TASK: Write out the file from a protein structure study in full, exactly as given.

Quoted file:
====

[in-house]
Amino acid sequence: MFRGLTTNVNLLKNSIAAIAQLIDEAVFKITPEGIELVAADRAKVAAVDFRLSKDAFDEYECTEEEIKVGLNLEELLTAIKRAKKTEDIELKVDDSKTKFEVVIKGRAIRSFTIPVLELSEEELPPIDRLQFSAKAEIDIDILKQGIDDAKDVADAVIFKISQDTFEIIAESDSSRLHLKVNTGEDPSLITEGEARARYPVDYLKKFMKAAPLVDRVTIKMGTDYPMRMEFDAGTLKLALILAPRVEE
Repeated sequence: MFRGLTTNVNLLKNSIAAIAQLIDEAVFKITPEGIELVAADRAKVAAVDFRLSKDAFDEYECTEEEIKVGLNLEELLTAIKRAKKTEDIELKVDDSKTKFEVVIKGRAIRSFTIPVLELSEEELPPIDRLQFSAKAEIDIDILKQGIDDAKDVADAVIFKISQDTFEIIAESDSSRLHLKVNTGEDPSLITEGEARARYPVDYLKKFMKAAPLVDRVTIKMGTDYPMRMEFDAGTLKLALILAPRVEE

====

[in-house]
Amino acid sequence: MFRGLTTNVNLLKNSIAAIAQLIDEAVFKITPEGIELVAADRAKVAAVDFRLSKDAFDEYECTEEEIKVGLNLEELLTAIKRAKKTEDIELKVDDSKTKFEVVIKGRAIRSFTIPVLELSEEELPPIDRLQFSAKAEIDIDILKQGIDDAKDVADAVIFKISQDTFEIIAESDSSRLHLKVNTGEDPSLITEGEARARYPVDYLKKFMKAAPLVDRVTIKMGTDYPMRMEFDAGTLKLALILAPRVEE
Repeated sequence: MFRGLTTNVNLLKNSIAAIAQLIDEAVFKITPEGIELVAADRAKVAAVDFRLSKDAFDEYECTEEEIKVGLNLEELLTAIKRAKKTEDIELKVDDSKTKFEVVIKGRAIRSFTIPVLELSEEELPPIDRLQFSAKAEIDIDILKQGIDDAKDVADAVIFKISQDTFEIIAESDSSRLHLKVNTGEDPSLITEGEARARYPVDYLKKFMKAAPLVDRVTIKMGTDYPMRMEFDAGTLKLALILAPRVEE